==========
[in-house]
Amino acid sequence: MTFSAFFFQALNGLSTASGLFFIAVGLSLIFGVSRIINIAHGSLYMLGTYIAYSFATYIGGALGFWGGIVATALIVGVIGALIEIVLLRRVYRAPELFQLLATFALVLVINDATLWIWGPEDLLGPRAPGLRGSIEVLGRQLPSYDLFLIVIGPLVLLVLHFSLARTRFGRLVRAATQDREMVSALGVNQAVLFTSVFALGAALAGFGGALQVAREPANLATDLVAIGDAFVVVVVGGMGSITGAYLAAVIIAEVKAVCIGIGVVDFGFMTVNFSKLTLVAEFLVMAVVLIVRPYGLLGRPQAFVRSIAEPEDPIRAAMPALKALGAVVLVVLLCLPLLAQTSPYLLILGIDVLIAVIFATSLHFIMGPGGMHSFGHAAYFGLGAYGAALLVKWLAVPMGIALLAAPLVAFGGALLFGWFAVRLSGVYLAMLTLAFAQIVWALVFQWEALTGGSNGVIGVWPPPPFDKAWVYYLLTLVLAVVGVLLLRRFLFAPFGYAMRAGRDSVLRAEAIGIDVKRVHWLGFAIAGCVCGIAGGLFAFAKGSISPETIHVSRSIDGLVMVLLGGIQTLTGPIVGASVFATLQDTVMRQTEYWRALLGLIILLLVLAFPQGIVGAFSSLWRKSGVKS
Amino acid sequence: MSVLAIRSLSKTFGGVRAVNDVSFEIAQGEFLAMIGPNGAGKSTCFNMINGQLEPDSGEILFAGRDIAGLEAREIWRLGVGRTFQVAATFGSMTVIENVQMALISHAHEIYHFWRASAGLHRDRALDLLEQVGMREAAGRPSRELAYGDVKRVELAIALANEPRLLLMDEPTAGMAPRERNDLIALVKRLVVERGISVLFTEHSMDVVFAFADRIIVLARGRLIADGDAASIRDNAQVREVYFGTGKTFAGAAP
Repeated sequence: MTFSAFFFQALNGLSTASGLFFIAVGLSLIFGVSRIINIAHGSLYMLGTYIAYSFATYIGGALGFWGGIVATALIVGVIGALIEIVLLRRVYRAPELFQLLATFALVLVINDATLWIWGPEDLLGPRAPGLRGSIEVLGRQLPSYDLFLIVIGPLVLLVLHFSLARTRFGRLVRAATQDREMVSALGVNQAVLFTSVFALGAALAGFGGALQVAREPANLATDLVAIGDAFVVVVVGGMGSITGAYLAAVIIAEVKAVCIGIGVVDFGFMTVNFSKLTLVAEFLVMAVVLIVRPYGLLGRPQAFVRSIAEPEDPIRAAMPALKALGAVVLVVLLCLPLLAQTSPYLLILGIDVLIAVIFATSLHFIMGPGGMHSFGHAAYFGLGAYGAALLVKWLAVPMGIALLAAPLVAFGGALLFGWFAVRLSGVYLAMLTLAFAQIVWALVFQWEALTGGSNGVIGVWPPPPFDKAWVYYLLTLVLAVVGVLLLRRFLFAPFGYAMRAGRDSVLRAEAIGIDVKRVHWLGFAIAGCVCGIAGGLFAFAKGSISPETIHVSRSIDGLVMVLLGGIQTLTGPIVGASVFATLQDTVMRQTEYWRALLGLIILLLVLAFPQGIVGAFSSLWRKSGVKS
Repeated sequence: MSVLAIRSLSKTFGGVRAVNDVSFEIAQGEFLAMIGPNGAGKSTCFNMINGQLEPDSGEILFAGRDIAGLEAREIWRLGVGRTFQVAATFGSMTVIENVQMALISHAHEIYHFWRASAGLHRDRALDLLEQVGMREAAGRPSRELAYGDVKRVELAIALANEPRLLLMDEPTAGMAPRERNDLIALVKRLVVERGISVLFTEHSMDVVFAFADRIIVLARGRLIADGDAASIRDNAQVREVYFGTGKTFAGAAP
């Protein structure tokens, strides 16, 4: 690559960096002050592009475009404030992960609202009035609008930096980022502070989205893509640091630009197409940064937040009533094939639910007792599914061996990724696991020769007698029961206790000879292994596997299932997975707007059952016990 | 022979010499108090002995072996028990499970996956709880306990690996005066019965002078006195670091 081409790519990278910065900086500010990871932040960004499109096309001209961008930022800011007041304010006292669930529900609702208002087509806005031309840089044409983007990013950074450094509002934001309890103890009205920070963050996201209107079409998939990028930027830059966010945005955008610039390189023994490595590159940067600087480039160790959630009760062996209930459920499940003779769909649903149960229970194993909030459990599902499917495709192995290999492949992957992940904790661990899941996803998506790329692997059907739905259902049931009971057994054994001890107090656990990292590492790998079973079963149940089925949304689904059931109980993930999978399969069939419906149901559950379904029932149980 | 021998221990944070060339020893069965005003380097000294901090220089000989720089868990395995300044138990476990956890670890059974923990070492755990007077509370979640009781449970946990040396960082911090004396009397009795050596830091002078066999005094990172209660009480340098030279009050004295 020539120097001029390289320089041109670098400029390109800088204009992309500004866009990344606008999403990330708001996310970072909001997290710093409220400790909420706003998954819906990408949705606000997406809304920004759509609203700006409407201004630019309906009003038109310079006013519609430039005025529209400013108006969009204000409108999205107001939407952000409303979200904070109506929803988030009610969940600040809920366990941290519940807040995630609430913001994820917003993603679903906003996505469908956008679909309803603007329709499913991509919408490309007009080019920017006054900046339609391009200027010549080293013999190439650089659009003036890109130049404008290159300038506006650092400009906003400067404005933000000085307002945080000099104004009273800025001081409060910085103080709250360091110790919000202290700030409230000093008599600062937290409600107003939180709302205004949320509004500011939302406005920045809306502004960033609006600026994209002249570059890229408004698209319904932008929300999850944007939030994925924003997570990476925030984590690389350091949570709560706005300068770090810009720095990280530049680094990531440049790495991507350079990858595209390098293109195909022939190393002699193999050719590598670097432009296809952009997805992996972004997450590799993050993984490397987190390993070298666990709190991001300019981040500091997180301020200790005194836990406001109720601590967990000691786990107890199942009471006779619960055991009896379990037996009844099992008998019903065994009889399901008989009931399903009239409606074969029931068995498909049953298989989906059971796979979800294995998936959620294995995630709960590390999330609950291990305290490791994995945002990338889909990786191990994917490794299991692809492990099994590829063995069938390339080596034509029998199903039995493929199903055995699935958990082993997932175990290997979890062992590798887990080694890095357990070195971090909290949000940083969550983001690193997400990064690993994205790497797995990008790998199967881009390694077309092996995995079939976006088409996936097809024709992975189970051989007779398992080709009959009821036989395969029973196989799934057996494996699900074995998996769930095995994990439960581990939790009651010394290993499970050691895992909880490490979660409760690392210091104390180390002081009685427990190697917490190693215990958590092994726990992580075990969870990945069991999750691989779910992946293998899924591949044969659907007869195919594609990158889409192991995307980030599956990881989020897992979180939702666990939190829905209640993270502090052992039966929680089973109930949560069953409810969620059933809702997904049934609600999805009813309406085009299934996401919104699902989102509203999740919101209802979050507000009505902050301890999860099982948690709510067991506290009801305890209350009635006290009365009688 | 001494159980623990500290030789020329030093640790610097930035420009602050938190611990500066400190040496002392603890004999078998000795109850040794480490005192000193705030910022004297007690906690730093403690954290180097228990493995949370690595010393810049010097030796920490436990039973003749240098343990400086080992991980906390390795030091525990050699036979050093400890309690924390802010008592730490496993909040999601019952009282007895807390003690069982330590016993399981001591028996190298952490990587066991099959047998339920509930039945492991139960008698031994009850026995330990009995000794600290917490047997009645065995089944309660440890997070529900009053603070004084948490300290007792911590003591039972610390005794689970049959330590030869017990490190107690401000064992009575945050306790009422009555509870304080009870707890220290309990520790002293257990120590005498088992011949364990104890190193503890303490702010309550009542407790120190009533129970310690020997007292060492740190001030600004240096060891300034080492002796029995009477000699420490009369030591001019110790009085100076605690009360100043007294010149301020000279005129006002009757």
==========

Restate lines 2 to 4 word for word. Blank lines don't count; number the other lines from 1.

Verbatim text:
Amino acid sequence: MTFSAFFFQALNGLSTASGLFFIAVGLSLIFGVSRIINIAHGSLYMLGTYIAYSFATYIGGALGFWGGIVATALIVGVIGALIEIVLLRRVYRAPELFQLLATFALVLVINDATLWIWGPEDLLGPRAPGLRGSIEVLGRQLPSYDLFLIVIGPLVLLVLHFSLARTRFGRLVRAATQDREMVSALGVNQAVLFTSVFALGAALAGFGGALQVAREPANLATDLVAIGDAFVVVVVGGMGSITGAYLAAVIIAEVKAVCIGIGVVDFGFMTVNFSKLTLVAEFLVMAVVLIVRPYGLLGRPQAFVRSIAEPEDPIRAAMPALKALGAVVLVVLLCLPLLAQTSPYLLILGIDVLIAVIFATSLHFIMGPGGMHSFGHAAYFGLGAYGAALLVKWLAVPMGIALLAAPLVAFGGALLFGWFAVRLSGVYLAMLTLAFAQIVWALVFQWEALTGGSNGVIGVWPPPPFDKAWVYYLLTLVLAVVGVLLLRRFLFAPFGYAMRAGRDSVLRAEAIGIDVKRVHWLGFAIAGCVCGIAGGLFAFAKGSISPETIHVSRSIDGLVMVLLGGIQTLTGPIVGASVFATLQDTVMRQTEYWRALLGLIILLLVLAFPQGIVGAFSSLWRKSGVKS
Amino acid sequence: MSVLAIRSLSKTFGGVRAVNDVSFEIAQGEFLAMIGPNGAGKSTCFNMINGQLEPDSGEILFAGRDIAGLEAREIWRLGVGRTFQVAATFGSMTVIENVQMALISHAHEIYHFWRASAGLHRDRALDLLEQVGMREAAGRPSRELAYGDVKRVELAIALANEPRLLLMDEPTAGMAPRERNDLIALVKRLVVERGISVLFTEHSMDVVFAFADRIIVLARGRLIADGDAASIRDNAQVREVYFGTGKTFAGAAP
Repeated sequence: MTFSAFFFQALNGLSTASGLFFIAVGLSLIFGVSRIINIAHGSLYMLGTYIAYSFATYIGGALGFWGGIVATALIVGVIGALIEIVLLRRVYRAPELFQLLATFALVLVINDATLWIWGPEDLLGPRAPGLRGSIEVLGRQLPSYDLFLIVIGPLVLLVLHFSLARTRFGRLVRAATQDREMVSALGVNQAVLFTSVFALGAALAGFGGALQVAREPANLATDLVAIGDAFVVVVVGGMGSITGAYLAAVIIAEVKAVCIGIGVVDFGFMTVNFSKLTLVAEFLVMAVVLIVRPYGLLGRPQAFVRSIAEPEDPIRAAMPALKALGAVVLVVLLCLPLLAQTSPYLLILGIDVLIAVIFATSLHFIMGPGGMHSFGHAAYFGLGAYGAALLVKWLAVPMGIALLAAPLVAFGGALLFGWFAVRLSGVYLAMLTLAFAQIVWALVFQWEALTGGSNGVIGVWPPPPFDKAWVYYLLTLVLAVVGVLLLRRFLFAPFGYAMRAGRDSVLRAEAIGIDVKRVHWLGFAIAGCVCGIAGGLFAFAKGSISPETIHVSRSIDGLVMVLLGGIQTLTGPIVGASVFATLQDTVMRQTEYWRALLGLIILLLVLAFPQGIVGAFSSLWRKSGVKS